Here's why those are both such powerful forces, and it's hard to know for sure which will prevail.
First, on housing starts, while they're up a lot from the lows of 2009, have still come nowhere close to the 2 million or so annual rate of the housing boom years, or even the 1.3 million annual rate of new households being formed that was typical of the pre-crisis years.
In other words, as this chart shows, there is still a lot of room for the construction industry to ramp up production without coming anywhere close to the unsustainable levels of construction of a decade ago.
But at the same time, the rise in mortgage rates is real, and has happened remarkably fast. This is the average national rate on 30 year, fixed-rate mortgages going back a year:
That's a pretty stunning rise, and it has taken place since the start of May. For someone taking out a $200,000 mortgage, that increases the monthly cost of owning a home by a whopping 12 percent.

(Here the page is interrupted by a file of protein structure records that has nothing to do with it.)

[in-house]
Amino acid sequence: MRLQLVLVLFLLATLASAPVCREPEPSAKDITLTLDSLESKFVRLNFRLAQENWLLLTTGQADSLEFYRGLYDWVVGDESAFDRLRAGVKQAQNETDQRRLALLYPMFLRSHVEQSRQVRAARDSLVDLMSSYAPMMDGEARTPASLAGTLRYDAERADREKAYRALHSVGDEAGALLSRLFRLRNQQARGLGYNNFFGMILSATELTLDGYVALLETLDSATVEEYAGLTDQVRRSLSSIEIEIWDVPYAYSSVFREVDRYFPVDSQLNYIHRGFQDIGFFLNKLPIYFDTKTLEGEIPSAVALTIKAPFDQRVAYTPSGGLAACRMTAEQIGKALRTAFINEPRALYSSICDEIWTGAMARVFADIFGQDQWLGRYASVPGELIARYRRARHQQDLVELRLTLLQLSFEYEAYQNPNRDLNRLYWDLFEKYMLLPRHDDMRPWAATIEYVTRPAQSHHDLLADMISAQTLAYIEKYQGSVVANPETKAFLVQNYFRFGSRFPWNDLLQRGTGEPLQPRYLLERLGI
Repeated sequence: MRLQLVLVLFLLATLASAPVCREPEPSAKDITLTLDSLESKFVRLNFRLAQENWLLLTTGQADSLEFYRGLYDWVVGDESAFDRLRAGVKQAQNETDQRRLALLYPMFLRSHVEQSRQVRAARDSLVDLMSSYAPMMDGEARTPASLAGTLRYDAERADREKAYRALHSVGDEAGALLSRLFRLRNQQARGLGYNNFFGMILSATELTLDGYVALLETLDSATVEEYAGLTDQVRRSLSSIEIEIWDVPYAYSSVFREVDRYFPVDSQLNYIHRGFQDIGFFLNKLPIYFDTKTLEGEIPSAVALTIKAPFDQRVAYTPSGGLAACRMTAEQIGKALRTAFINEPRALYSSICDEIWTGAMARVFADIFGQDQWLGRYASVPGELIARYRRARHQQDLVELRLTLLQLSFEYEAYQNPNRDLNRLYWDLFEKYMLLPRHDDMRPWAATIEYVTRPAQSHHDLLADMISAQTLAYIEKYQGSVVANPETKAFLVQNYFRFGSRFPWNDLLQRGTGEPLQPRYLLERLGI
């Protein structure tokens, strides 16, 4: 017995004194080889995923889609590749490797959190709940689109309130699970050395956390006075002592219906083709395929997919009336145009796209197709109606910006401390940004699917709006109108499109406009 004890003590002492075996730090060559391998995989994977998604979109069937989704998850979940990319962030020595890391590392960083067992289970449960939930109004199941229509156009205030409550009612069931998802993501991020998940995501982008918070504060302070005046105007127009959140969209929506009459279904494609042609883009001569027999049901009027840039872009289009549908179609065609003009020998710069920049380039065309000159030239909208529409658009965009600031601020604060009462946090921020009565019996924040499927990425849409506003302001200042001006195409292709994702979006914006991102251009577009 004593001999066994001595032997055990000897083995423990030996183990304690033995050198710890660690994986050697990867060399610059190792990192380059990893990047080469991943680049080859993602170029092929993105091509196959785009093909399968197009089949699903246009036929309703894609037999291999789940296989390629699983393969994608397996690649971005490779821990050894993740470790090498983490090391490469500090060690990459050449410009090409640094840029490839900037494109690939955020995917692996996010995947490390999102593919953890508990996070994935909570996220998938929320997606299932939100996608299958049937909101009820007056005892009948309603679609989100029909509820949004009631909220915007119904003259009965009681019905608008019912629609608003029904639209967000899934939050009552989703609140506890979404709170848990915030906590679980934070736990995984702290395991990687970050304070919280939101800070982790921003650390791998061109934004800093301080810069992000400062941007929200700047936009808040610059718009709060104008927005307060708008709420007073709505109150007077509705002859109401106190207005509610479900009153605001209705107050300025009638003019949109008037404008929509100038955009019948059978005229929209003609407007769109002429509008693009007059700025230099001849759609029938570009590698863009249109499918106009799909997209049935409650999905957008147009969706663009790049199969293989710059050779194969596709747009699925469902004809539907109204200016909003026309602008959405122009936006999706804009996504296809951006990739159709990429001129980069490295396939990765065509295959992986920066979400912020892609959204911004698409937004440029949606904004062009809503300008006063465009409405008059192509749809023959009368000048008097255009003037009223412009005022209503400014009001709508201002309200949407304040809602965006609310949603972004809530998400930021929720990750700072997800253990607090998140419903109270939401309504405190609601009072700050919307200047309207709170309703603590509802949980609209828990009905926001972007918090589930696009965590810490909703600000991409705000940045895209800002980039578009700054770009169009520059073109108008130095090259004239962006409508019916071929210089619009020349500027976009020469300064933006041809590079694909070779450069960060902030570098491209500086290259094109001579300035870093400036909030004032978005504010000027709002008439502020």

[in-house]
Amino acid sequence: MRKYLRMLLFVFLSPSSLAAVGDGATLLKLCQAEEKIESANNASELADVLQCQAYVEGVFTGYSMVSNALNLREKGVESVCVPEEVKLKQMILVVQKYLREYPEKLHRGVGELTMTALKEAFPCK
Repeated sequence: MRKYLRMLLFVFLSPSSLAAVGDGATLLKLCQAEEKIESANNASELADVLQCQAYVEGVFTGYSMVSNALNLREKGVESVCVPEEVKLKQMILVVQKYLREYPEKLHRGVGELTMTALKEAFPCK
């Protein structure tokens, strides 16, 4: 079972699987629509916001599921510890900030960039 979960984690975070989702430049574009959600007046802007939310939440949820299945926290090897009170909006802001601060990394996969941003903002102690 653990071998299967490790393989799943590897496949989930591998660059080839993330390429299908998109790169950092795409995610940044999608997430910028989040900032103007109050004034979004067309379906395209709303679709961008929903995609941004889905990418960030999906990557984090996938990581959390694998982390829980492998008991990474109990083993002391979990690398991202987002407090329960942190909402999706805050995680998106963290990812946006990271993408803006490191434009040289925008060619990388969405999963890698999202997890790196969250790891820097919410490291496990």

The relationship between home sales activity, home prices and construction activity is indirect. More buyers in the market means they bid up home prices, and higher prices in turn lead builders to try to build more houses. But the July data is the first real evidence we've seen of whether higher mortgage rates will affect the housing industry more broadly. And the early signs, at least, are that builders are not being scared off by higher mortgage rates that make the houses they sell less affordable.